Organized in our book *Big Ideas in Early Mathematics,* we’ve determined key topics that exist in early math. They are reflective of our own expertise on the important thinking that takes place in early childhood.

Within the Early Math Topics are 26 key mathematical concepts, or Big Ideas, that lay the foundation for lifelong learning and thinking. They are comprehensive, developmentally organized, and flexible.

Additionally, reflective of the real-world teaching that takes place in preschool and after, many resources have a Common Core Alignment that demonstrates their thinking in the context of the National Governors Association’s effort to define best practices in mathematics education.

# Counting

Counting is a part of young children’s daily life. They love to count everything from the stairs they climb to the crackers they eat. But what is counting? What is there to be understood about counting? What do most children know about counting? What more is there to be learned? Counting seems very simple; but it is really quite complex. By developing a sophisticated sense of what counting is and what kind of counting we ought to emphasize in teaching, parents and teachers can better assist children with the development of counting skills and mathematical thinking.

© Erikson Institute’s Early Math Collaborative. Reprinted from Big Ideas of Early Mathematics: What Teachers of Young Children Need to Know (2014), Pearson Education.

# Data Analysis

Data analysis can be very simple, like making a list of items and writing how many you have of each in parentheses, or creating and talking about a bar graph whose bars are higher for snowy than rainy days in the month of January. Whether the process involves specialized statistical software or markers and chart paper, what remains the same is that data analysis gathers information in a quantitative way (how many?), and then organizes it in some way that makes comparison and generalization possible.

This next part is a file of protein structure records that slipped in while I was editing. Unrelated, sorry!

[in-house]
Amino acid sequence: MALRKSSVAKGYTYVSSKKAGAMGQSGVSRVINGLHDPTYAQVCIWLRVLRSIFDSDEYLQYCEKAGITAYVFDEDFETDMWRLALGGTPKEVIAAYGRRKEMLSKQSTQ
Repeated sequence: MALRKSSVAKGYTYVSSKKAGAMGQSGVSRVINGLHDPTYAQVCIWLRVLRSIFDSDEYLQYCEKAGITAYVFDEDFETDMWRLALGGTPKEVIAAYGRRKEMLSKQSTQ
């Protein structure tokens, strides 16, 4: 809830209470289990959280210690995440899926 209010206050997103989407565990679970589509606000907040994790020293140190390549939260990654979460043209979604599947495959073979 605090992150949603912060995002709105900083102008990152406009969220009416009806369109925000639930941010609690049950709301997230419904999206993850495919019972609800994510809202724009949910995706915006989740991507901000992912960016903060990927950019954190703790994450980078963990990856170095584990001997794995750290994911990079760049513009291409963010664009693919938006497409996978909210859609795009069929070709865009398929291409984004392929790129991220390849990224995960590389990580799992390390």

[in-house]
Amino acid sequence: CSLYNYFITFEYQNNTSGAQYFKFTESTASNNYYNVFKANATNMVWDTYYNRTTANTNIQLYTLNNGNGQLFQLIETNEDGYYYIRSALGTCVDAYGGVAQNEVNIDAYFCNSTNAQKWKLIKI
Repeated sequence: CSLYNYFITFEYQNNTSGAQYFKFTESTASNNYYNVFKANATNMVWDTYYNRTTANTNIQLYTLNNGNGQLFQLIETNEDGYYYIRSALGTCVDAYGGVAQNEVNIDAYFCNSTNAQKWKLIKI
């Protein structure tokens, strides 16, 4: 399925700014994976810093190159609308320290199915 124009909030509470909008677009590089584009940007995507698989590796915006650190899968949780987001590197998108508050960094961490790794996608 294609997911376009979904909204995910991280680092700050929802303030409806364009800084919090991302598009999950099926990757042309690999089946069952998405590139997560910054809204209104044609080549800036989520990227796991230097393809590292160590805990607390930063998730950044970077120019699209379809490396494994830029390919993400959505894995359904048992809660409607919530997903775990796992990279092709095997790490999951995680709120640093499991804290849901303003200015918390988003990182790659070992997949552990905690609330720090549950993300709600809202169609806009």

© Erikson Institute’s Early Math Collaborative. Reprinted from Big Ideas of Early Mathematics: What Teachers of Young Children Need to Know (2014), Pearson Education.

# Measurement

Measurement is any process that produces a quantitative description of an attribute, such as length, circumference, weight, temperature, volume, or number. Measurement is an essentially mathematical procedure that we apply in many different contexts. In our daily life, we often wish to know how many beats per measure, how many more minutes until preschool is over, how hot it is today, or whether I am taller than my friend. In all these circumstances, we use some kind of comparison process to measure or to answer the question “how much?” or “how many?” Attributes like length and capacity are more readily apparent and meaningful to young children than less visible ideas like temperature and time.

© Erikson Institute’s Early Math Collaborative. Reprinted from Big Ideas of Early Mathematics: What Teachers of Young Children Need to Know (2014), Pearson Education.

# Number Operations